Monday, January 31, 2011
When I left Chicago, I thought that I would miss the Winter or, at the very least, miss snow. Thankfully I can get my fill of gorgeous white snow while skiing in Tahoe without ever having to deal with it turning gray and slushy in the streets. And while it doesn't get cold per se in San Francisco, I will admit that it does get chilly at night. Nevertheless I still refuse to wear anything heavier than a trench coat and scarf in this city, which I realize is a shame because all of my gorgeous winter wool coats are now tucked away in a spare closet! Regardless of which temperature you consider cold, sometimes you just want a hearty winter dish to warm you up when it is chilly out.
Since moving to San Francisco, I find myself constantly eating greens and fresh produce- which is absolutely wonderful- but sometimes I crave heavier dishes to balance out my meals. This gratin dish encompasses the gooey and bubbly goodness of ultimate winter comfort. Before you shun it away as unhealthy, consider that this gratin uses low-carb, high-nutrient packed cauliflower instead of the usual potato. Seriously, this cozy dish is like curling up on the couch with your favorite blanket in front of the fireplace with a cup of hot tea.
If you think that you hate Brussels sprouts, this recipe will change your life. These fantastic roasted Brussels sprouts have converted 4 non-Brussels sprouts eaters in my life into Brussels sprouts lovers. And I am guilty of being one of the four. These are deliciously addicting- salty and crunchy on the outside and tender- but not mushy- on the inside. We probably ate these as a side dish once a week for most of November and December!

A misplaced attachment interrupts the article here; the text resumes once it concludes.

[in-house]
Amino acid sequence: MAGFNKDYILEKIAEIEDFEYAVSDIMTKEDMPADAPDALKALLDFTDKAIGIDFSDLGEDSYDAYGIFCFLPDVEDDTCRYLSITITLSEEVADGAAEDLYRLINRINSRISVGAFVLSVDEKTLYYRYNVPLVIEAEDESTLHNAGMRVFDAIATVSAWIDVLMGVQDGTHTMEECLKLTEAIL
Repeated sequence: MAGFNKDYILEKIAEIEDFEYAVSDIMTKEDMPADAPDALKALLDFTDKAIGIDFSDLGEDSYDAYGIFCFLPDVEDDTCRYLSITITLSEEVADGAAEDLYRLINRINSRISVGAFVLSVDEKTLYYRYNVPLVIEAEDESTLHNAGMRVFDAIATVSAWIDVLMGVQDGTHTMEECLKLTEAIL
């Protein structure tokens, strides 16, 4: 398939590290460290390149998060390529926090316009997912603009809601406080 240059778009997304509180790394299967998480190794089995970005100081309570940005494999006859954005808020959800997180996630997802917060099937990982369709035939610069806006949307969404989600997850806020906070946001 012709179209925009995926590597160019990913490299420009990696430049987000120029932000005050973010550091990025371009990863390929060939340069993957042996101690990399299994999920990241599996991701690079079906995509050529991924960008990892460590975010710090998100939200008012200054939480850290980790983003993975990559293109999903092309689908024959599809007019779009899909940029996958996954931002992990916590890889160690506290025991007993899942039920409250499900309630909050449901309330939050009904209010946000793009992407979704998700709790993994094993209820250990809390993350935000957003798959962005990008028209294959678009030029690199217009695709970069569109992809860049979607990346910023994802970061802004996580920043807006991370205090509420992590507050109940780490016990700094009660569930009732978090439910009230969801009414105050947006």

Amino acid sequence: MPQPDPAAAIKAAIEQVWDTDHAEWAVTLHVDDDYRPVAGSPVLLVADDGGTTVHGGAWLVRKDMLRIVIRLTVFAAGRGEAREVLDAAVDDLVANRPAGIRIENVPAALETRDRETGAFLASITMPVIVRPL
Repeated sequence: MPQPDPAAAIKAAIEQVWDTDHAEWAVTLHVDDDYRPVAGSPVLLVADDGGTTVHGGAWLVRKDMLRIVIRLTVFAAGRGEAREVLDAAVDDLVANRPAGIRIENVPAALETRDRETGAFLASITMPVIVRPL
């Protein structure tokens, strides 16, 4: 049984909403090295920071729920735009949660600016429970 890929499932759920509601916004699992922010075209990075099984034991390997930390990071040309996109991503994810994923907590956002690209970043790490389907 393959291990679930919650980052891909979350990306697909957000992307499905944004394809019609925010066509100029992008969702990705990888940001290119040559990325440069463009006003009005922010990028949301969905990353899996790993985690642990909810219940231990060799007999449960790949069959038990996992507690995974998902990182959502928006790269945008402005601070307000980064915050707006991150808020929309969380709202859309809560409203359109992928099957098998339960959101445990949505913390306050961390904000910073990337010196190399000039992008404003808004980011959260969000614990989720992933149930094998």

To get the most flavor out of the Brussels sprouts, choose ones that are small, bright green, and look fresh.
Roasted Brussels sprouts (Ina Garten)
1 lb Brussels sprouts, washed and dried
2 tbsp olive oil
1/2 tsp maldon or other flaky sea salt
1/2 tsp freshly ground black pepper
Preheat oven to 400. Carefully cut away the bottom ends of the Brussels sprouts but leave the head intact. Remove any discolored outer leaves. In a large bowl, combine the Brussels sprouts with olive oil, salt, and pepper. Transfer to a baking sheet and roast for 35-40 minutes, shaking the pan to toss occasionally. They should be really crisp on the outside and tender inside. Taste for seasoning and sprinkle with additional flaky sea salt before serving if desired.
I don't really like most preparations of sweet potatoes. I find most dishes too sweet or too heavy. Over the holidays we made these spicy, almost curried, oven roasted sweet potatoes. Growing up I would get mad at my mom for always adding Indian spices to non-Indian food and refuse to eat anything that remotely sounded like a "fusion". I would have despised these sweet potatoes as a kid because they are doused in ground coriander, red cayenne pepper, and cinnamon! Now of course I understand the need for balancing and complementing sweet, spice, savory, and acidity flavors in a dish, whether it is ethnic or not. Clearly my mom was ahead of the times with her cooking.
These are now my favorite sweet potatoes! I loved the contrast of the sweet and spicy flavors, a mix of spicy heat and warm heat. They develop a crunch on the outside which is a much appreciated textural contrast from the usual mush.We removed the skin on the sweet potatoes before roasting them. Next time I think I will leave the skin on and slice them lengthwise.
Spiced Sweet Potatoes
2 large sweet potatoes (about 1 lb), washed
1/4-1/2 tsp red cayenne pepper
1/2 tsp ground coriander
1/4 tsp cinnamon
1/4 tsp grated nutmeg
2 tbsp olive oil
Preheat oven to 425. Cut the sweet potatoes into wedges. In a large bowl, toss wedges with olive oil, spices, and salt. Transfer to roasting pan and distribute in a single layer and do not overcrowd. Bake for 40 minutes, until tender, turning over once halfway. Serve warm.